The trial-heat model, developed by Jim Campbell, predicts the two-party popular vote based on the state of the economy and the candidates’ polling results.
|Table 1: Overview of variables used in the trial-heat model|
||Incumbent party’s candidate two-party support in early September Gallup preference poll||51.2|
||Annualized real GDP growth rate in the second quarter (April–June) of 2016 as indicated by the Bureau of Economic Analysis’ second estimate released at the end of August||1.1|
|V||Incumbent share of the two-party presidential vote||50.7|
The regression model’s vote equation reads as:
V = A + b1
POLL + b2
Jim Campbell presented the trial-heat model’s first forecast the at the APSA meeting in Philadelphia. The model then predicted Clinton to gain 52.1% of the two-party vote, compared to 47.9% for Trump.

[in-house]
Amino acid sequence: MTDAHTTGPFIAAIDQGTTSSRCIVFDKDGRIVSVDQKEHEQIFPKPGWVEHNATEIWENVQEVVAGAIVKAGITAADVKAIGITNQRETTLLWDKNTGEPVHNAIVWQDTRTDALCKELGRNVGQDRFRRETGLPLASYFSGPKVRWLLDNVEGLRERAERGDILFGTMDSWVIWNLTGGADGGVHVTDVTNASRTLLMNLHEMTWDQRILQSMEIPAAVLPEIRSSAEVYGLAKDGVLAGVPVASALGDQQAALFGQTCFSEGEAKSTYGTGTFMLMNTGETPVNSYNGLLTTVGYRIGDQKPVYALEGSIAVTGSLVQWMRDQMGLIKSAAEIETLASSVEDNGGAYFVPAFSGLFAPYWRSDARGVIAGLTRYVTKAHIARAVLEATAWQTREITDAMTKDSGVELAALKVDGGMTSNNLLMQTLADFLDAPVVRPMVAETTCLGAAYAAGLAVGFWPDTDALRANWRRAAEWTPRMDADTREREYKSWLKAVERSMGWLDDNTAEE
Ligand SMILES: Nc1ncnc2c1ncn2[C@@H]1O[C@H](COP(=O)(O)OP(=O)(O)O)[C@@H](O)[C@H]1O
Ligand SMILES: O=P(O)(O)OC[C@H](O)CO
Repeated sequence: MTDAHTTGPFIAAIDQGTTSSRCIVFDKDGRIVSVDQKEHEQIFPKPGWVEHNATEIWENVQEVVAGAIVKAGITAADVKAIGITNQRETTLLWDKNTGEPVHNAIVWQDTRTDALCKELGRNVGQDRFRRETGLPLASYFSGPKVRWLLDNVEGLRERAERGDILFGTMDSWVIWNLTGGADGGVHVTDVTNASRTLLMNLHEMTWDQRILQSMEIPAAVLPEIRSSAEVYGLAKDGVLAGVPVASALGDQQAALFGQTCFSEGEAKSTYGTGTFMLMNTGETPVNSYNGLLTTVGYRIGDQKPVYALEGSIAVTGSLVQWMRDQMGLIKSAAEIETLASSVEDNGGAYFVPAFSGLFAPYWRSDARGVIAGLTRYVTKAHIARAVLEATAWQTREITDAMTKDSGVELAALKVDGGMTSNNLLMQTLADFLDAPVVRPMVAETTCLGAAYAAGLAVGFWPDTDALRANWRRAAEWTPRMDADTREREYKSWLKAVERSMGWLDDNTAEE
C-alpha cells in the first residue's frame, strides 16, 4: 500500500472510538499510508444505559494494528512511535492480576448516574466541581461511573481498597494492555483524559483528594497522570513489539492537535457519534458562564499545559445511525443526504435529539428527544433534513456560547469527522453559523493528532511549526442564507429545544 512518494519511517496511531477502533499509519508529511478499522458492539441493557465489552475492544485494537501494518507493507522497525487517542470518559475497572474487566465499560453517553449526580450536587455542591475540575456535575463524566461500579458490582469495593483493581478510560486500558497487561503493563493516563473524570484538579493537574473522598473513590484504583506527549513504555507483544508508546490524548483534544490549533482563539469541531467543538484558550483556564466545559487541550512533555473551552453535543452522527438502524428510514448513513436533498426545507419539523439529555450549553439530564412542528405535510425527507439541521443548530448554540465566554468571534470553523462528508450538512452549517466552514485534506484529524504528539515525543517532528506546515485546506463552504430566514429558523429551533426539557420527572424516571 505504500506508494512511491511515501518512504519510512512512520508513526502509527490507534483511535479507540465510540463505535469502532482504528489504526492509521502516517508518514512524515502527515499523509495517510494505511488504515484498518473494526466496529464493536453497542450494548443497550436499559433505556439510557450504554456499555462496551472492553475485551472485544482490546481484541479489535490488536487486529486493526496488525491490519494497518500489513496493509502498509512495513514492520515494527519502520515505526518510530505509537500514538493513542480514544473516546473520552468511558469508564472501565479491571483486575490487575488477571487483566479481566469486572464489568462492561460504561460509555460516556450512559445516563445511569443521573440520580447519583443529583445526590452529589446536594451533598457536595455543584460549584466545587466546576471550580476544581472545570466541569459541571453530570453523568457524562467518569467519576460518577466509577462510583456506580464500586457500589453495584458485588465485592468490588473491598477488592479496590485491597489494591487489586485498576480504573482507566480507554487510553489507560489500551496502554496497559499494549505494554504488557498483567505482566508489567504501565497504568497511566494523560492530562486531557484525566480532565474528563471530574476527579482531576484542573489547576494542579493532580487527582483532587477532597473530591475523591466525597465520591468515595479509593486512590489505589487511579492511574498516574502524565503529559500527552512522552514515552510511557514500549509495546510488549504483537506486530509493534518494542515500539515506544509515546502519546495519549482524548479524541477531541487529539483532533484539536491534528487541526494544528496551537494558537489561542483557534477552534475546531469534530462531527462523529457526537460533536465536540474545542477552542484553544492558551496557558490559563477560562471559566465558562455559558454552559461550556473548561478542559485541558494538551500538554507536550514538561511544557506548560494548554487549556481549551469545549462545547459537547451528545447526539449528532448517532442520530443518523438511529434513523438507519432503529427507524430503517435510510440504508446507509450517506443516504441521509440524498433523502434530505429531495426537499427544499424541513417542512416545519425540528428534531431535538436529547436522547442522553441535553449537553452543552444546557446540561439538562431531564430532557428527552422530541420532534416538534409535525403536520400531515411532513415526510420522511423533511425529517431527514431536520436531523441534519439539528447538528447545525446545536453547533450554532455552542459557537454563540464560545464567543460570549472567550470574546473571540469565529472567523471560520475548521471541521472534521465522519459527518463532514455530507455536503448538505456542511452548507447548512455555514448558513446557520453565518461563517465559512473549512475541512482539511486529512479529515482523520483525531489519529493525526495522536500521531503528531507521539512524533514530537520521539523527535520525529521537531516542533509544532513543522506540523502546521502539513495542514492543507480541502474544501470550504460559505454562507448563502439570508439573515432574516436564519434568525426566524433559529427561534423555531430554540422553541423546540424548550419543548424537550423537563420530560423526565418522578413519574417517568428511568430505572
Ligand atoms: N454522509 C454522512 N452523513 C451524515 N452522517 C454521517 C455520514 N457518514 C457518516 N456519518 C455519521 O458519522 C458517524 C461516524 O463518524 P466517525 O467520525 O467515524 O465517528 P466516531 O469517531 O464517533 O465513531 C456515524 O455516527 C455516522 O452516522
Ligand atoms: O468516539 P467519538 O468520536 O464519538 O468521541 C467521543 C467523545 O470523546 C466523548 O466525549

In its latest update, the model predicts a virtual tie between both candidates, with vote-shares of 50.7% for Clinton and 49.3% for Trump.
Since its first application in 1992, the trial-heat model underwent only minor changes. The following chart shows the model’s forecasts and the actual election results for each election since 1992. On average across the six elections, the trial-heat model missed the final results by 2.6 percentage points.
Campbell, J. (2016). The Trial-Heat and Seats-in-Trouble Forecasts of the 2016 Presidential and Congressional Elections. PS: Political Science & Politics, 49(4), 664-668.